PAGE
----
Sheet piling is the standard when it comes to retaining soil during pile driving and deep foundations. It is often used in excavations or to provide protection against bodies of water. Sheet piling is also the most reliable and cost-effective way to prevent soil movement or water horse pants from damaging a foundation or facility.
Let's take a look at the uses of sheet piles, the types of retaining walls that can be used, the design and safety of sheet piles, and how to install sheet piles.
Sheet piles can be used to provide permanent foundations, permanent or temporary retaining walls, and as extremely strong formwork when concrete foundations or retaining walls need to be poured. Sheet piles can form the foundation for underground structures, such as basements or underground parking lots. It is also used in marine applications, typically for harbor wall reinforcement projects, but can also be used for projects requiring retaining walls along riverbanks or canals, or projects focused on bridge repair and construction.
FRP Sheet Piling
Sheet piles are used to protect or construct.
Seawalls and bulkheads
Different sites require different walls. For each technique designed specifically for this scenario, the following are the most common retention walls:
Cantilever - These walls provide support by the sheer strength of the sheets.
Braced and Anchored - These are necessary for high-pressure situations and add holding strength through lateral bracing and anchors.
Soldier Piles- H-section pipes or piles are inserted into drilled holes.
Secant or Tangent Piles - The drilled-out portion of the fill will be soil-reinforced walls.
Structural Slurry Walls - Trenching and filling with concrete as an alternative to steel.
FRP Sheet Piling
No matter what site needs protection, there may be a sheet pile solution for the situation. Investing the resources to properly design and drive sheet piles can result in higher cost savings for facilities by getting the job done right the first time.
Steel sheet piles come in three forms or shapes: Z-shaped, U-shaped, and straight web sections.
Z-shaped sheet piles are considered to be the most effective shape. They are used for intermediate and deep wall structures, often for tiebacks and cantilever retaining walls. u-shaped sections are used for similar applications, but they have a lower bending resistance than z-shaped piles.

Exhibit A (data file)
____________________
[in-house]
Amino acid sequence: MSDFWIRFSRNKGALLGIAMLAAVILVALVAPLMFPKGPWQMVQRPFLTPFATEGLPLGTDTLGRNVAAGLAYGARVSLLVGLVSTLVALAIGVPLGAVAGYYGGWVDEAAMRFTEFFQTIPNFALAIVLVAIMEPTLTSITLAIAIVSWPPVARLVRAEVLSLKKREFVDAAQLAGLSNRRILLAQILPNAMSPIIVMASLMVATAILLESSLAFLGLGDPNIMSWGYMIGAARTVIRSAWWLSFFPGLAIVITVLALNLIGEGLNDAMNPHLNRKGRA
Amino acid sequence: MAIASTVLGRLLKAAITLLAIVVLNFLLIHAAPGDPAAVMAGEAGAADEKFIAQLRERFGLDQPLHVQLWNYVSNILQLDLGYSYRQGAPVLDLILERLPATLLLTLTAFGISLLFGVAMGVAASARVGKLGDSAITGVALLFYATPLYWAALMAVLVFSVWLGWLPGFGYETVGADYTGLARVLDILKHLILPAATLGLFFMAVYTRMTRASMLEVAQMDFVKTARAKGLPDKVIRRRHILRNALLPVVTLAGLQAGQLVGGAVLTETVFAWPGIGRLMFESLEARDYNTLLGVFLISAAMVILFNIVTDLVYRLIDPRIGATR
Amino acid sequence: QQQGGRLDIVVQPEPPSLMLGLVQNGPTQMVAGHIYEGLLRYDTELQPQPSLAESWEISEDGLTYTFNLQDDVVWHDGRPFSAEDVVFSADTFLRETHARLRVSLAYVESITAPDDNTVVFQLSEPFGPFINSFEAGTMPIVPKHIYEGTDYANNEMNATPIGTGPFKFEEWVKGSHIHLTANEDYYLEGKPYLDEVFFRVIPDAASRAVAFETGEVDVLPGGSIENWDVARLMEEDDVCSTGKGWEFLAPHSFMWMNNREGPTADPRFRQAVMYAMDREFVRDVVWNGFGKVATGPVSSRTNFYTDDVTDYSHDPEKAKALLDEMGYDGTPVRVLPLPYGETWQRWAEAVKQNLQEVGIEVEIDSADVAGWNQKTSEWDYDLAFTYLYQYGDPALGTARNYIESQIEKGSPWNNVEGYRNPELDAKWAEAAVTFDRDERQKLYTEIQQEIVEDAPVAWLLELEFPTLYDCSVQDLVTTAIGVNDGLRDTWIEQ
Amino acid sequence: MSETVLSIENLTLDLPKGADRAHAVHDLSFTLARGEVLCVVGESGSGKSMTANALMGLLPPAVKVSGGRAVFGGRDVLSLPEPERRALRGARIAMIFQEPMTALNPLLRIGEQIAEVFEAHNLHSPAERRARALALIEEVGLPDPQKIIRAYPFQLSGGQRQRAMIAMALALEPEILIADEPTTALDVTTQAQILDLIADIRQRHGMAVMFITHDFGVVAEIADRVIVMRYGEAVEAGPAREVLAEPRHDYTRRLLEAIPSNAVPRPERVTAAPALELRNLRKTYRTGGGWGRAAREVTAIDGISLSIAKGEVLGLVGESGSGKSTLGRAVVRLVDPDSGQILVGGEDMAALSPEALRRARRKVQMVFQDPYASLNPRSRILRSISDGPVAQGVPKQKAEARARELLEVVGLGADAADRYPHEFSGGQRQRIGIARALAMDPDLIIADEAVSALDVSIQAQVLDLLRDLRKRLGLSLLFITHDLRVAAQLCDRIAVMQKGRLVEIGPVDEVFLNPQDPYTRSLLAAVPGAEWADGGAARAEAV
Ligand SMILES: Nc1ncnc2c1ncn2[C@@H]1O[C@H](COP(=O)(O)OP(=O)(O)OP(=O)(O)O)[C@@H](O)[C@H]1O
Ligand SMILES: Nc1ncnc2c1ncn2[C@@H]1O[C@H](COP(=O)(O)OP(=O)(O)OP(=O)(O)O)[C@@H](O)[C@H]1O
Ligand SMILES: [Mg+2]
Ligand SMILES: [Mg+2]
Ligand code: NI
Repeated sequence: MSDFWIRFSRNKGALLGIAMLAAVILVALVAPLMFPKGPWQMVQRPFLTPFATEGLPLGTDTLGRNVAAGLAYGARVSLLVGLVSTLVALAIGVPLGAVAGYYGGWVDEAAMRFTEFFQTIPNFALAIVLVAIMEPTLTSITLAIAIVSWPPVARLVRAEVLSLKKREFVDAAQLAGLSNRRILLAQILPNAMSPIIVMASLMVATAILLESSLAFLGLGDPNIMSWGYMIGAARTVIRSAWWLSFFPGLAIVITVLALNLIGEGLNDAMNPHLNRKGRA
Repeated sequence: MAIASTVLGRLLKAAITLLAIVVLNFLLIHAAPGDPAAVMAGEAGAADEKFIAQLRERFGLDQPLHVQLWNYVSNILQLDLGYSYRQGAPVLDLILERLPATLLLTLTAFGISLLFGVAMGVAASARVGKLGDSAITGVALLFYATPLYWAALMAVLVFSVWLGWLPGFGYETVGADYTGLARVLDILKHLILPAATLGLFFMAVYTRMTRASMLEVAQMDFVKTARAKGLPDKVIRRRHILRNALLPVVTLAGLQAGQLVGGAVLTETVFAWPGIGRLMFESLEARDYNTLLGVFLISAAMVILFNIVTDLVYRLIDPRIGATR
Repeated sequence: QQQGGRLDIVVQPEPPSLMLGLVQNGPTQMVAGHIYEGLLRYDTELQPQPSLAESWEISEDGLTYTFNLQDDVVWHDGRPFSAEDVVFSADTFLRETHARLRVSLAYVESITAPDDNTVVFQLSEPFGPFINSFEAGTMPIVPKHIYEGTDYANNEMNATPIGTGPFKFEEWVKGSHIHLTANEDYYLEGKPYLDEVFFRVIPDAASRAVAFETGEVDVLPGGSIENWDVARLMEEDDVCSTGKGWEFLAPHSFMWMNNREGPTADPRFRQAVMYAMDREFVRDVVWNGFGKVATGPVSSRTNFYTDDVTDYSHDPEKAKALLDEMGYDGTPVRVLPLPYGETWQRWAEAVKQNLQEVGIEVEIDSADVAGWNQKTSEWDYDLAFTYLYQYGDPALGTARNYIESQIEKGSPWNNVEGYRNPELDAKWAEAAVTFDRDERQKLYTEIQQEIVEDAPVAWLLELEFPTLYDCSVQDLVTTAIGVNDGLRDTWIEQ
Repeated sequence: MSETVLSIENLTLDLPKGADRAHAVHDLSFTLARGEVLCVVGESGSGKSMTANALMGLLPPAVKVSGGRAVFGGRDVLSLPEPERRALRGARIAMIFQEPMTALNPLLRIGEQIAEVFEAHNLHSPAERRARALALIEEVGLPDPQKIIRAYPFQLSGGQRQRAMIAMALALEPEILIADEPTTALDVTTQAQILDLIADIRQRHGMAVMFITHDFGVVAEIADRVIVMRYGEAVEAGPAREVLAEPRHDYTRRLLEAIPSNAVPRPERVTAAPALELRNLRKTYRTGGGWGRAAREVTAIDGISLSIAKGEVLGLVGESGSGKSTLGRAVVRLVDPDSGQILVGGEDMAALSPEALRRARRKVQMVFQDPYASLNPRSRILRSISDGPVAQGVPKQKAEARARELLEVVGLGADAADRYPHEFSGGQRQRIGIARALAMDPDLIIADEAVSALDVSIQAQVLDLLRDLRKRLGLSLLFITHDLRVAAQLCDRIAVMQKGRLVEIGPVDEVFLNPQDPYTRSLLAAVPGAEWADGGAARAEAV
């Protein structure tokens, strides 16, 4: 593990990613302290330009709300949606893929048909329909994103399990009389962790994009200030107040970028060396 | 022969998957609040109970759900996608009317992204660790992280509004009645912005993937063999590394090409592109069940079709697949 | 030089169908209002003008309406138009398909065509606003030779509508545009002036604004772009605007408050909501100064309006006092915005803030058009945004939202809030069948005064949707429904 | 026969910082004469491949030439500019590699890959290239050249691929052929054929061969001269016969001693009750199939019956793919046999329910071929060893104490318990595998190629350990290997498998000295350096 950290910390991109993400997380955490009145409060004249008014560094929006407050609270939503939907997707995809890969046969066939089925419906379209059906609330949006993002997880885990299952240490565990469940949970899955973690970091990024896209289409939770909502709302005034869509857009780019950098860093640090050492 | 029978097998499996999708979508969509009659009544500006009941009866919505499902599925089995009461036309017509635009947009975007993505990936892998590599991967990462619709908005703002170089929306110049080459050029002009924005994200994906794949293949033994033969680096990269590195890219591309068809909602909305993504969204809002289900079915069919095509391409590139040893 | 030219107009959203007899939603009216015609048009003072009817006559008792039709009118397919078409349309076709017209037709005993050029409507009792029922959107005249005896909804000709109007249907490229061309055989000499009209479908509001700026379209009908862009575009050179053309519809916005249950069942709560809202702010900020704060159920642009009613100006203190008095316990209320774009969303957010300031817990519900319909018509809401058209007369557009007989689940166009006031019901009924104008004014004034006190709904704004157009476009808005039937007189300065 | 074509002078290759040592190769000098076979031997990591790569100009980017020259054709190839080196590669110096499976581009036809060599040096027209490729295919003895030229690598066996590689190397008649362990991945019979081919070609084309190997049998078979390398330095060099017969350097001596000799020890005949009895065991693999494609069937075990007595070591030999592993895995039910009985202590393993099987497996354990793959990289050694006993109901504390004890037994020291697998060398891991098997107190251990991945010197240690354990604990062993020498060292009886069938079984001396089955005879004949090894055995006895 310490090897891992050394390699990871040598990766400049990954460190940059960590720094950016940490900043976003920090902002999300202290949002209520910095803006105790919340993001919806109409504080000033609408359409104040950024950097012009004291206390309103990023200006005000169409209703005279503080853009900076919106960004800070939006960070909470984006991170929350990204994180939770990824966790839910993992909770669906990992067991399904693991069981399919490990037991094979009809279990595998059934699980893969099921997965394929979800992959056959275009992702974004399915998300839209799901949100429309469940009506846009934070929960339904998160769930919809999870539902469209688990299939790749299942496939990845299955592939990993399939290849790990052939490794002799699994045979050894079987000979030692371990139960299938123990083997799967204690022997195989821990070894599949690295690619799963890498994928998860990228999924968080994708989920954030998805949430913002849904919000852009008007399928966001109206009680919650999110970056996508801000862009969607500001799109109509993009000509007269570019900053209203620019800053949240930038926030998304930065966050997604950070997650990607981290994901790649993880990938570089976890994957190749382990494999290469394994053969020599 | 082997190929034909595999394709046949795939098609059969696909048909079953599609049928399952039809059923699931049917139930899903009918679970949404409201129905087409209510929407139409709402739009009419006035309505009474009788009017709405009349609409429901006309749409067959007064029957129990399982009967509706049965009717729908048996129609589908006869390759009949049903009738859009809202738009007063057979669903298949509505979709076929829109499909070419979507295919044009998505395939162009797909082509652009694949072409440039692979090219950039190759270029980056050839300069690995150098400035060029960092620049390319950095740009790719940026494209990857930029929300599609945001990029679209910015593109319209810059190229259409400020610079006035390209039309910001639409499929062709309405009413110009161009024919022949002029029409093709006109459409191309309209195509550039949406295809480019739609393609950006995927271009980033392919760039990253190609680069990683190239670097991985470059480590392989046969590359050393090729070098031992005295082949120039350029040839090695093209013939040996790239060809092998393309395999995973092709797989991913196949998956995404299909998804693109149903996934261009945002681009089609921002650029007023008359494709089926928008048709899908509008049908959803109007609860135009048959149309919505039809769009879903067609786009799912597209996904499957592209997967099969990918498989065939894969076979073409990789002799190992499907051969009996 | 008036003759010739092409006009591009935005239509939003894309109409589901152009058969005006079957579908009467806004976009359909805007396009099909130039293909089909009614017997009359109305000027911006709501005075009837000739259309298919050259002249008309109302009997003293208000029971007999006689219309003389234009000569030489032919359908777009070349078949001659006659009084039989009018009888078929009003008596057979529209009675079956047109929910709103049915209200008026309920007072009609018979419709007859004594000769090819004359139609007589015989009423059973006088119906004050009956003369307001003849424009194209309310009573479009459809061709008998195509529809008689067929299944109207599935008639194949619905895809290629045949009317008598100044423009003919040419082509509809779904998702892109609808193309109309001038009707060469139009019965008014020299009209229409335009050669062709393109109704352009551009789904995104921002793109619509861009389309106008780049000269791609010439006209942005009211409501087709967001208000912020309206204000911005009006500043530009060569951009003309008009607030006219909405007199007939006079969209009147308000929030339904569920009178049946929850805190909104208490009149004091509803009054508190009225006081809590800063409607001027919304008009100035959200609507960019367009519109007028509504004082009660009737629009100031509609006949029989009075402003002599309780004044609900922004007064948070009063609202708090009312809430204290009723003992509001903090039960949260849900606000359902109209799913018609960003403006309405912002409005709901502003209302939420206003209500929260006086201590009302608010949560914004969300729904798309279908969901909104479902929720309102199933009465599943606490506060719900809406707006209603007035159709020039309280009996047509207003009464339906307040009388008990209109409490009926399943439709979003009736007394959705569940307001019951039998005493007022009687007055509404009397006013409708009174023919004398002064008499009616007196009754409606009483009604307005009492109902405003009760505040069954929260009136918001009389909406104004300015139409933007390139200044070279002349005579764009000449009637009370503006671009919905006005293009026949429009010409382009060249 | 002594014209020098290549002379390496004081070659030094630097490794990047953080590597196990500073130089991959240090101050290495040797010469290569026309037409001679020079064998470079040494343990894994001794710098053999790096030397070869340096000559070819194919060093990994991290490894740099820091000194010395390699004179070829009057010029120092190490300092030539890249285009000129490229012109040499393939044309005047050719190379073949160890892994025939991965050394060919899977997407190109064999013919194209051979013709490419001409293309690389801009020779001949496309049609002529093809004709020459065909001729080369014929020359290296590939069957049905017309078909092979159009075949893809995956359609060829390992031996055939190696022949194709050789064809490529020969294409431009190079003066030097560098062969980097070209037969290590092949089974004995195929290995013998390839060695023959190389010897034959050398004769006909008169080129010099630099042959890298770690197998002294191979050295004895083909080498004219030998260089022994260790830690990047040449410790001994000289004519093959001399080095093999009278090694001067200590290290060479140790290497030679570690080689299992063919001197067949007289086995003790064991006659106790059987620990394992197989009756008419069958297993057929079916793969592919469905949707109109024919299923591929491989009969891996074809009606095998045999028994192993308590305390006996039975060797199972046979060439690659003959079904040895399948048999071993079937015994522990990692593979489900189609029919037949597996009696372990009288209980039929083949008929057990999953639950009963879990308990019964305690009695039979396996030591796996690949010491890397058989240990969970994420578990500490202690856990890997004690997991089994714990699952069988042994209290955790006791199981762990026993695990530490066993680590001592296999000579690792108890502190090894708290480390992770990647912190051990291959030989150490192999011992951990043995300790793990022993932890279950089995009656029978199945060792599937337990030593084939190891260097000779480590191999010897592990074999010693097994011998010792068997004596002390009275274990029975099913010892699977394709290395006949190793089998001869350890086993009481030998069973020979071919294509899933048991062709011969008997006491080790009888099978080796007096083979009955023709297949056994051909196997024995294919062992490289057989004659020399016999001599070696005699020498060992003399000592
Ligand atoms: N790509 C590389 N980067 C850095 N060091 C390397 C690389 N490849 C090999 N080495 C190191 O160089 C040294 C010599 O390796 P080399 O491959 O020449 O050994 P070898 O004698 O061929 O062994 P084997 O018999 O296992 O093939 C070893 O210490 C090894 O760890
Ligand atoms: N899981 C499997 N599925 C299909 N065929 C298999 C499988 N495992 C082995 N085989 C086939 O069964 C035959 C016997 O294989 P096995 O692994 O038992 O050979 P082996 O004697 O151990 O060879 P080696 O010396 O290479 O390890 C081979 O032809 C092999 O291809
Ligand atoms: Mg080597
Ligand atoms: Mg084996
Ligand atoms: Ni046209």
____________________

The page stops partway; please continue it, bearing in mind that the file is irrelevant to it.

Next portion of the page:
Straight web sections are intended for interlocking and forming circular or closed structures backfilled with soil or gravel.
When properly designed, sheet piling can almost completely eliminate the risk of landslides, erosion, collapse, or hydroplaning. Construction sites are packed with people and expensive equipment, so there's really no reason to take any chances. With a simple survey, the best retention plan can be designed to minimize construction costs and safety risks. Properly designed and driven sheet piles can provide excellent protection for construction sites and permanent retaining walls.
FRP Sheet Piling
Arrange the sheets in sections to check that the piles are properly interlocked.
Hammer the first sheet to the defined depth according to the design.
Use a vibratory hammer for installation, but if the soil is hard or dense, use an impact hammer.
If vibration is prohibited at this particular location, use a hydraulic device to push the sheet into place.
After placing the first sheet, drive the second sheet so that it interlocks with the first sheet.
Repeat this process until the wall is complete.
If complex shapes are required, use connector elements to maintain the integrity of the wall.
LANDYOUNG has extensive experience in the design and installation of sheet piles, working closely with clients, developers, and general contractors to provide value-engineered solutions regardless of the size or complexity of the project.
If you are interested in our Sheet Piling solutions and would like to know more, please call our friendly team on +86 133 2318 2255 or email us at firstname.lastname@example.org.